As I regularly monitor the Atlantic Ocean, Caribbean Sea and Gulf of Mexico for tropical trouble, thanks to the National Hurricane Center, I came across a few interesting and heartbreaking pieces on Hurricane Katrina and the long shadow it still casts on all of America five years later.
The big what-if: The San Antonio Current republished a New Orleans Gambit interview with Spike Lee about “If God Is Willing And Da Creek Don’t Rise,” his HBO documentary sequel to “When The Levees Broke.” Both multi-part films explore the history of New Orleans and the natural and political devastation its inhabitants endured in the days, months and years after Hurricane Katrina. “If God Is Willing” premiered this week on HBO.
‘We Knew the Story Was Not Done’: Newsweek also interviews Lee about the documentary. At one point, the filmmaker is asked if he thinks New Orleans residents will ever feel comfortable in their city again. Lee responds, “Still today, people are dealing with posttraumatic stress, especially kids, and this was five years ago. First of all, you can never feel 100 percent secure, because New Orleans is under sea level, and it’s in the direct path of storms during hurricane season. So it’s just a risk living there.”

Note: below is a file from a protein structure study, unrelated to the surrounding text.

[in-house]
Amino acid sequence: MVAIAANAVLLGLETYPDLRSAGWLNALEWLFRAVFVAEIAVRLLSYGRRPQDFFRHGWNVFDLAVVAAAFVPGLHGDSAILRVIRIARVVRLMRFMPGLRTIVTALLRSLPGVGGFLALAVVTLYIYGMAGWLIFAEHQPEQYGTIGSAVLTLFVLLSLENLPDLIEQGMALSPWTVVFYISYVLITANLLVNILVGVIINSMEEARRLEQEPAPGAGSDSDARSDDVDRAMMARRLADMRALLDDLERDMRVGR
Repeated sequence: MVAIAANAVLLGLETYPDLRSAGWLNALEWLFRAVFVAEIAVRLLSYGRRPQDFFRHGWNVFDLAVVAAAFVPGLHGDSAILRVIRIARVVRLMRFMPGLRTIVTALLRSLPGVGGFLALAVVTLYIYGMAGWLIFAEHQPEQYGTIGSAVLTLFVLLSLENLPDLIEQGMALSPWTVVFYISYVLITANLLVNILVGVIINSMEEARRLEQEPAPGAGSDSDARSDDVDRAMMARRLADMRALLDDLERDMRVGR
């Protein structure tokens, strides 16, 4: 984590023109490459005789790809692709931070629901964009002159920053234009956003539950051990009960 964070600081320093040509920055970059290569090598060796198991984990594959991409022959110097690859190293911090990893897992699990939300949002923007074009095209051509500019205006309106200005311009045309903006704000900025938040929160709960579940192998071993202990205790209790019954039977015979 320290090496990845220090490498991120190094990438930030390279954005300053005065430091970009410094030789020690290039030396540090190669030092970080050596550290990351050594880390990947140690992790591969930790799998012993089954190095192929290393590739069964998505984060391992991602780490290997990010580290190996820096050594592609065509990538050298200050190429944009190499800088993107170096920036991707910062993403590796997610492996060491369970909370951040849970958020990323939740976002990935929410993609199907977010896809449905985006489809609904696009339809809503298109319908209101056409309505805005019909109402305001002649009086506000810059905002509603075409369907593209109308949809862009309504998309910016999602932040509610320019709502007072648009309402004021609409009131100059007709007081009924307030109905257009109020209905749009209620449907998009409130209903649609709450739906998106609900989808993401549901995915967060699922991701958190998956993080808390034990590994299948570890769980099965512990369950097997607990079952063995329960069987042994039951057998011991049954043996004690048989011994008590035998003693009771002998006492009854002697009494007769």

Uneven Katrina recovery efforts often offered the most help to the most affluent: From the Washington Post: “In New Orleans, the massive government effort to repair the damage from Hurricane Katrina is fostering a stark divide as the state governments in Louisiana and Mississippi structured the rebuilding programs in ways that often offered the most help to the most affluent residents. The result, advocates say, has been an uneven recovery, with whites and middle-class people more likely than blacks and low-income people to have rebuilt their lives in the five years since the horrific storm.”
New Orleans’ Lower Ninth: Katrina’s Forgotten Victim? From Time: “Only a fifth of the Lower Ninth’s 20,000 residents have returned to live since 2005, in no small part because of inadequate reconstruction funding compared to aid that homeowners in other New Orleans neighborhoods have received, and because of the slow pace of long-promised infrastructure and other community development projects.”
And finally: Check out “Law and Disorder,” the latest Frontline TV documentary, which was produced in a partnership with ProPublica.org and the Times-Picayune, which each have their own excellent investigation packages devoted to the post-Katrina chaos. And then take a look at “The Storm,” Frontline’s first riveting look at Katrina and New Orleans.
(Photo from the Associated Press and the NOAA.)